### A problem with a chord: find the radius

Today I had the opportunity to solve a real math problem involving a circle and a chord of known length in it. I had to find the radius. It wasn't a textbook problem or a puzzle on some website, but a math problem I needed to solve for my own needs.

For a tiny while I thought I could find the answer online, but I didn't, so I'm writing it out in case someone else needs it -- they should be able to find this solution by searching the Internet.

I wanted to make a kind of "moon-sliver shapes" in CorelDraw, to use as watermarks in my new books. I have the height and the width of the "sliver".

Here's the problem mathematically:
I have a chord of a circle, 17 mm in length in my example, and the other distance marked in the image is 5 mm. I need to find the radius of the circle, AND the angle measure of the arc of the circle that makes the sliver's rounded part. At first, like I said, I searched around if there was some theorem or formula that would tell me what I needed directly. I didn't find any, but I did realize that I can use this theorem to solve my problem:

If two chords intersect, the product of the segments of one chord equals the product of the segments of the other chord (see proof).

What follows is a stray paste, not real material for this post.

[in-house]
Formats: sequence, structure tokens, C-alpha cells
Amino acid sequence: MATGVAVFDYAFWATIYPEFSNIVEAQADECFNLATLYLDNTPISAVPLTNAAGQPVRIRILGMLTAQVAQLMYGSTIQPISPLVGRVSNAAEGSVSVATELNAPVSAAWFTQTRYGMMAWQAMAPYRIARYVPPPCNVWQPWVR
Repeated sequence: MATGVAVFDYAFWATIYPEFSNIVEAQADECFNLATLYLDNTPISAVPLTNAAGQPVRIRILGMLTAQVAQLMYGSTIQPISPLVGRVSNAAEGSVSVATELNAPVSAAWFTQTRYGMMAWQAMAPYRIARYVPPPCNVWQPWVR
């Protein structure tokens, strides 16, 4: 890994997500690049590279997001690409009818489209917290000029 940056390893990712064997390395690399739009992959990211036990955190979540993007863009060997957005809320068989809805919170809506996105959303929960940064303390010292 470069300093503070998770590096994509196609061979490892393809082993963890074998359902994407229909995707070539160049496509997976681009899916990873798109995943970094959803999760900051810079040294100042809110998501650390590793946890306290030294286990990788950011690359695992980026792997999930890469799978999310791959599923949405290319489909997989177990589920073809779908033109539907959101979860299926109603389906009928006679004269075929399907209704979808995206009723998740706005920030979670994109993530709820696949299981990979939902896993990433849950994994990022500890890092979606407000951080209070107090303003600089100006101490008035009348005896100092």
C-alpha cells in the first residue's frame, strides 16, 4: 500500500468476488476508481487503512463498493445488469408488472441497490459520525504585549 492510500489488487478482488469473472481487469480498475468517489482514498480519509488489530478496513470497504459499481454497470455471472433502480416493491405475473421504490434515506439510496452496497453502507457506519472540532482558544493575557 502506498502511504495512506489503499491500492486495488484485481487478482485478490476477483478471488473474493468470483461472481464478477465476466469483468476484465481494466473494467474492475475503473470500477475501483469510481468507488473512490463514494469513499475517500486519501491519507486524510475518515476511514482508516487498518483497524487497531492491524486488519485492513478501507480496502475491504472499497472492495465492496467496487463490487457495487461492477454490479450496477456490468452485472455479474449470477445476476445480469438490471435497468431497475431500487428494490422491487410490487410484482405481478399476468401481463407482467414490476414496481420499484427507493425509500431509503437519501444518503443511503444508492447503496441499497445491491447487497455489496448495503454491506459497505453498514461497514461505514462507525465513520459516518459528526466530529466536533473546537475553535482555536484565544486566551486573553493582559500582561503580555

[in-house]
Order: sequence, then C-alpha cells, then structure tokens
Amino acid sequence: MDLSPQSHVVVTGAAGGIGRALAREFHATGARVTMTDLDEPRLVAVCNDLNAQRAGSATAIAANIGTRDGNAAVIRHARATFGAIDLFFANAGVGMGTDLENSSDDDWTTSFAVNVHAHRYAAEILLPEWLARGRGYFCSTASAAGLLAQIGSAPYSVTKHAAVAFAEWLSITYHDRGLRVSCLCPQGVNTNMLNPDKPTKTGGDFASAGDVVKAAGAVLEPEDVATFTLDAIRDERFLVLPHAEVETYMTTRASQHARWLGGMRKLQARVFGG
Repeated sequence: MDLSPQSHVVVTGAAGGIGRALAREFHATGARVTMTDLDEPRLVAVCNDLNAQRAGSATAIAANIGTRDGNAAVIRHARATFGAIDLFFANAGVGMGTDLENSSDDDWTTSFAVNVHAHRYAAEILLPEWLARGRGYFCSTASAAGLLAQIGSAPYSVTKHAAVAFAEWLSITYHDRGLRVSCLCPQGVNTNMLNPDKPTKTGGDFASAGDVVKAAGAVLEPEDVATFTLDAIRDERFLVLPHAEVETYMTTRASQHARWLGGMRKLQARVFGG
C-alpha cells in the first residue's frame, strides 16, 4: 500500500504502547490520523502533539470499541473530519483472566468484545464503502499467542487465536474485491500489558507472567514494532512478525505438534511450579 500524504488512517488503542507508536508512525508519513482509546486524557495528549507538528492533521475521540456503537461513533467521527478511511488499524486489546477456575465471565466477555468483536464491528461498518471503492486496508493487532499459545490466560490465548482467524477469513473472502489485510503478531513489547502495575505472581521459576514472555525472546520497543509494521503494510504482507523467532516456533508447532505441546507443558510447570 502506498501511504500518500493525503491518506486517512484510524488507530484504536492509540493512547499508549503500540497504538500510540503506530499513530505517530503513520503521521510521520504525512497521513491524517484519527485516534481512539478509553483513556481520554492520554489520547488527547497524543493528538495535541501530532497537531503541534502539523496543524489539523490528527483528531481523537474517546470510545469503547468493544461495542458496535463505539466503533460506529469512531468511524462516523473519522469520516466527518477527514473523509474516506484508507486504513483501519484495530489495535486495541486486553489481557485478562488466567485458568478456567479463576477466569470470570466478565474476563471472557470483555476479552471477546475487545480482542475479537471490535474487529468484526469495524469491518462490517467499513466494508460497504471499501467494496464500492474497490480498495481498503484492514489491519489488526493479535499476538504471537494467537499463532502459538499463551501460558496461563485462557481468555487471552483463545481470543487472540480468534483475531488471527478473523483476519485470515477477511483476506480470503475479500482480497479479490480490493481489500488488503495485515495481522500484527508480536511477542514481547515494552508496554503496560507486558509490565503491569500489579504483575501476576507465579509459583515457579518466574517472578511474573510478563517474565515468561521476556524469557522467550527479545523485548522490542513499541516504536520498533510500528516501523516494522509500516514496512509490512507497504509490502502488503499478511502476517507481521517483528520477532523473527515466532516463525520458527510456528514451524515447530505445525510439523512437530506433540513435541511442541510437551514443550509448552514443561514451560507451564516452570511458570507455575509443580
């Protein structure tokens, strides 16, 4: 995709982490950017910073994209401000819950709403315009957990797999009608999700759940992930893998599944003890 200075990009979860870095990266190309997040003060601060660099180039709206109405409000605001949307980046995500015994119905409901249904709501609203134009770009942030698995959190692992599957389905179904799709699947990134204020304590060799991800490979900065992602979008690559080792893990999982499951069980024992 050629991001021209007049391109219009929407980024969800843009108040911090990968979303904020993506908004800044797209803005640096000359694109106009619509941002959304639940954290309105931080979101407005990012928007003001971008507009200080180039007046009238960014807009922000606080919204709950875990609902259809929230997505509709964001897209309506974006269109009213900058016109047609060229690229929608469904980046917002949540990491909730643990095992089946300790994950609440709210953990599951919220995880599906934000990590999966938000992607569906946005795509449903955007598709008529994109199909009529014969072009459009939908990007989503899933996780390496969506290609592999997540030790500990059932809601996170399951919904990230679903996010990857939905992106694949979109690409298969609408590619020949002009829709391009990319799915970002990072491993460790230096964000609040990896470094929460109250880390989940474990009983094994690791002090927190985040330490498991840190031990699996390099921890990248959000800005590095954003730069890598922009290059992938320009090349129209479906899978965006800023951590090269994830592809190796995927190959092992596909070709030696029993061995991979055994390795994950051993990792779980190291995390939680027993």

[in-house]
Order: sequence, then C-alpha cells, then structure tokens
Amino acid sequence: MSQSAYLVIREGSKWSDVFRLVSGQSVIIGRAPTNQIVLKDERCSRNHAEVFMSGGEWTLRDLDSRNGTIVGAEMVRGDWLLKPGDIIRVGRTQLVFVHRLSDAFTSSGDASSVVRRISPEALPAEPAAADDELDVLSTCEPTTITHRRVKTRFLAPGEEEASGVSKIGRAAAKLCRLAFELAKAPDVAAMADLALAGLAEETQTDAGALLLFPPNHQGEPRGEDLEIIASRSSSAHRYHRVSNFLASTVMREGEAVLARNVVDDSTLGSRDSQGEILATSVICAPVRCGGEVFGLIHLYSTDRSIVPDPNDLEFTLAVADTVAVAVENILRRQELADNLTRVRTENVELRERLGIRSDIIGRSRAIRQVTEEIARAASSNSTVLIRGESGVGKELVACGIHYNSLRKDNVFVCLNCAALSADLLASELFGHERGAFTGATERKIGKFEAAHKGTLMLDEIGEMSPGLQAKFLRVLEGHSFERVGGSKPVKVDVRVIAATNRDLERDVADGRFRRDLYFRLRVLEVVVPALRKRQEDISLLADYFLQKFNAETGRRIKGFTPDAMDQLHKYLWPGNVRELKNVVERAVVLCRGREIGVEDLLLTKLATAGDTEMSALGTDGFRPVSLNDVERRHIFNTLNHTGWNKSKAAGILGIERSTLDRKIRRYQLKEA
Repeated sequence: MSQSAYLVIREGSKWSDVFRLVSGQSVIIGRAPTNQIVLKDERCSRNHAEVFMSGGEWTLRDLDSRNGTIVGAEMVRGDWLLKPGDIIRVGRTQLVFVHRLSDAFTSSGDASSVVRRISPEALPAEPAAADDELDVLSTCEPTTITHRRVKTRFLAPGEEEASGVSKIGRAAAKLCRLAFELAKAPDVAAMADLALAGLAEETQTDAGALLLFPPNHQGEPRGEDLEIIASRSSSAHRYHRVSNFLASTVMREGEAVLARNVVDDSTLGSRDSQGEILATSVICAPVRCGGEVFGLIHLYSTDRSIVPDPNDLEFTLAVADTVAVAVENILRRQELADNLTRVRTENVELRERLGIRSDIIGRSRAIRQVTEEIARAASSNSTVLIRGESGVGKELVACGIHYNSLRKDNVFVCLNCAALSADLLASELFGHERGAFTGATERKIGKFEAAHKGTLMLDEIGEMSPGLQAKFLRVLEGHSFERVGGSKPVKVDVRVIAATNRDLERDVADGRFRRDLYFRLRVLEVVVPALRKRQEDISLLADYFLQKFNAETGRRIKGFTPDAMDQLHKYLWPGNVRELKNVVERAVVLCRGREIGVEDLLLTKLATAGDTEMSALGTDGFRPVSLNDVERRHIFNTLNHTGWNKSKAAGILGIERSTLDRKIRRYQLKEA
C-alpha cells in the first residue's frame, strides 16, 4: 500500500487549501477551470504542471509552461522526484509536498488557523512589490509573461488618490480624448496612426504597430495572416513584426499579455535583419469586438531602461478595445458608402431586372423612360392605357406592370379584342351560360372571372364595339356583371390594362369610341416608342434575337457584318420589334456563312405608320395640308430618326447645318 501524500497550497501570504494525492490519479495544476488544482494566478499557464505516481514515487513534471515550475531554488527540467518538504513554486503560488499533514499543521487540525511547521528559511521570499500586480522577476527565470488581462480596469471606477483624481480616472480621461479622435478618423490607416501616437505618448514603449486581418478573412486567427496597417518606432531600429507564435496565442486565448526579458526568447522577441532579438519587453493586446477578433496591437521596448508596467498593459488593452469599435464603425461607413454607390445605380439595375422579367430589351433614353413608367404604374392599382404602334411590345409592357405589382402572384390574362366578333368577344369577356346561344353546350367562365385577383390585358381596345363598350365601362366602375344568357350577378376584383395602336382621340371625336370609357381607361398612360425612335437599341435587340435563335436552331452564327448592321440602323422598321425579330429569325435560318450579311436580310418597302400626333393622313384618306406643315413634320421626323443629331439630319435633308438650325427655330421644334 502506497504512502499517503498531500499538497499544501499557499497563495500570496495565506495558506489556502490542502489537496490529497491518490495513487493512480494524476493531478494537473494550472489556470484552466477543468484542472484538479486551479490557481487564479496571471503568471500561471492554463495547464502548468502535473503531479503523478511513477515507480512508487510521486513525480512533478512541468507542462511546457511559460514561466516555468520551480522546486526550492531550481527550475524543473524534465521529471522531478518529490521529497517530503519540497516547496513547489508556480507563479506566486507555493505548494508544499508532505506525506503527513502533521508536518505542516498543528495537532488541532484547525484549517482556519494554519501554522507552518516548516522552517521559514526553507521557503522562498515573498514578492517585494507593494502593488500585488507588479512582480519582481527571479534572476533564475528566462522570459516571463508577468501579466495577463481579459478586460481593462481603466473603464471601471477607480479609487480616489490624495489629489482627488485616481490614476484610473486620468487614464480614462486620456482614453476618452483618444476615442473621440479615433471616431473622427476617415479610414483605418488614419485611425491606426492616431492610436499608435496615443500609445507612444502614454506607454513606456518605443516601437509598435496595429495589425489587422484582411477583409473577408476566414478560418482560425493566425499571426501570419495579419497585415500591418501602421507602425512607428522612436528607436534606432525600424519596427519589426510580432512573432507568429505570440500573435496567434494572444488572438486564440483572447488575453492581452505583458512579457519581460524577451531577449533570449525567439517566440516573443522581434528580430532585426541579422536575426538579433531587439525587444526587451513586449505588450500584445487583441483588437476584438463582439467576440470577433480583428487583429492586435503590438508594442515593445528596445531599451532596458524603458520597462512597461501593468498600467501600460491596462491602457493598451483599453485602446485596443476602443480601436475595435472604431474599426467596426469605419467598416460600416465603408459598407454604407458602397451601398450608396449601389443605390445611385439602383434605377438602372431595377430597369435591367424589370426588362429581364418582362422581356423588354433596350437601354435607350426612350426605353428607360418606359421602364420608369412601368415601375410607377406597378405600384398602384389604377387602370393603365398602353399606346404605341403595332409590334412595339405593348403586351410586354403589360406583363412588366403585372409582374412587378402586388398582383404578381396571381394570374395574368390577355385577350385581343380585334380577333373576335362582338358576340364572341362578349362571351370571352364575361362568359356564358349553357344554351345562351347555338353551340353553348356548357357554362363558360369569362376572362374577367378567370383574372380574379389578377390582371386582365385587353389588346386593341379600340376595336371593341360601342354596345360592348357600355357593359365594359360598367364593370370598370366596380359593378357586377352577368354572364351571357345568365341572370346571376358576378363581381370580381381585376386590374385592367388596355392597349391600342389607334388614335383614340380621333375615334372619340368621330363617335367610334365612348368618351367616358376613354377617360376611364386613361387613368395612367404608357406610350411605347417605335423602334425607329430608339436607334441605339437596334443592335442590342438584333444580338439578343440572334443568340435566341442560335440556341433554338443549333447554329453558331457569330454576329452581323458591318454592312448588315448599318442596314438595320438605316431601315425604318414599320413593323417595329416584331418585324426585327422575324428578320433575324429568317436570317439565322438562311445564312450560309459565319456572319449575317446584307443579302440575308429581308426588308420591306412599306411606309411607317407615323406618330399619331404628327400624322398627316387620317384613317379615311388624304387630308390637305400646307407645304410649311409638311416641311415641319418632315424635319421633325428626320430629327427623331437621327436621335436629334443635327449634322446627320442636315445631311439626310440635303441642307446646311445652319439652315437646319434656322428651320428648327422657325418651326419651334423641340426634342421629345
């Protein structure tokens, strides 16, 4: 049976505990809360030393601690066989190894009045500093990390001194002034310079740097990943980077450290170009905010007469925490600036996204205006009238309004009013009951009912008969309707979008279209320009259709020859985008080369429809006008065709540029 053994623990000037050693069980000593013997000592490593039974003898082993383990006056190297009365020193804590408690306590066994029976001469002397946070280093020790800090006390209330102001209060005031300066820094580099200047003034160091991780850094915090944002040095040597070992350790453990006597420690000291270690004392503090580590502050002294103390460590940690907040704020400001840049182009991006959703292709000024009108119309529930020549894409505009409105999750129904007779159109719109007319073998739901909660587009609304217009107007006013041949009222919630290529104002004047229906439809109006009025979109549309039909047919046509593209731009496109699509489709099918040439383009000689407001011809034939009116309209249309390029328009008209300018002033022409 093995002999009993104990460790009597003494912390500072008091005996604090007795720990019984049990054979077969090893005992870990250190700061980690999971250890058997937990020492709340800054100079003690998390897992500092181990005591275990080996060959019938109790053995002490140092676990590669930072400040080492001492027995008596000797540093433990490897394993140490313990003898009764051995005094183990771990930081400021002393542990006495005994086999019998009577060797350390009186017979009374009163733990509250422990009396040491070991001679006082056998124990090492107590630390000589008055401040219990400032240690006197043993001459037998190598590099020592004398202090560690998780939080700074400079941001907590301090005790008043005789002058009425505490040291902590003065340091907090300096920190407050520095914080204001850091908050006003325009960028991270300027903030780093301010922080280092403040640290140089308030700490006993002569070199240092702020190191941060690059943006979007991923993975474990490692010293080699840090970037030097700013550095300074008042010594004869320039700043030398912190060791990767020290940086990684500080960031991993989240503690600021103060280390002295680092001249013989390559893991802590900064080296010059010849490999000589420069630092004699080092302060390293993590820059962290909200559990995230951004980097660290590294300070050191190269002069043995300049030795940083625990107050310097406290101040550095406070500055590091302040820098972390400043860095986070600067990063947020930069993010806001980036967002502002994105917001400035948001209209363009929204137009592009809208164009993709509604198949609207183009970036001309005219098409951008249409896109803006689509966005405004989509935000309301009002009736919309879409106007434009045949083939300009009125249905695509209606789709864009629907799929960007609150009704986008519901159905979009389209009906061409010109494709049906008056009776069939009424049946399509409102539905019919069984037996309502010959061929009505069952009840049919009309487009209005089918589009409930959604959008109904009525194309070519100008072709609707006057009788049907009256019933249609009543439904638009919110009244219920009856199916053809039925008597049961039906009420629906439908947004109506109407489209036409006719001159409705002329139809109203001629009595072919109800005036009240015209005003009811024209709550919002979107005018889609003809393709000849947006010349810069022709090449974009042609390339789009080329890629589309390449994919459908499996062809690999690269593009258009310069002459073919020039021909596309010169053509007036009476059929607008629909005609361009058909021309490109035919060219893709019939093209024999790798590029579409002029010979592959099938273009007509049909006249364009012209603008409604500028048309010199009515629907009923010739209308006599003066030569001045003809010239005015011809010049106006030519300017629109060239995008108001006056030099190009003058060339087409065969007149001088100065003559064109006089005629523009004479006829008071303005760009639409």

My problem looks like this: My chord intersects the diameter of the circle, which is a chord too. The two parts of the first cord are 8.5 and 8.5, and the two parts of the other are 5 and d − 5. Thus I get the equation

5(d − 5) = 8.52

From this it is quick to solve that d = 19.45. Then, the radius is of course half that, or 9.725.

On to the second part of my problem: to find the angle measure.

In this picture, I have a right triangle. I can therefore find the unknown angle α by using simple trigonometry, in this case the tangent. The length 4.725 comes from the fact that the radius is 9.725, and then I subtract 5 from that.

The equation is tan α = 8.5/4.725, from which α ≈ 60.931°. The actual angle I want is double that, or about 121.862°.

I had to repeat this calculation several times for slivers of different "heights." (Or, actually I let Excel calculate the rest. Oh, how I love Excel!)

Here's one of the final pictures I made for my book:  Saima Rizvi said…
How did u get the equation
5(d-5) = 8.5^2 Maria Miller said…
It comes from using the theorem that I quote, "If two chords intersect, the product of the segments of one chord equals the product of the segments of the other chord."

5 and d-5 are the segments of the one cord, and 8.5 and 8.5 are the segments of the other. Unknown said…
Looks good.

See math has its practicall applications

:) Unknown said…
Alternately, you could set up a right triangle. One leg is 8.5 mm, the other leg is R - 5, and the hypotenuse is R. Use the Pythagorean Theorem and solve the quadratic equation. Cheers! David Chandler said…
That's the theorem used by highway crash investigators in measuring the radius of curvature for a curve on a road. The maximum speed depends on the radius of curvature. Anonymous said…
Where m is equal to the distance from the midpoint of the segment to to circle perpendicularly or the "height" of the segment and C the length of the segment within the circle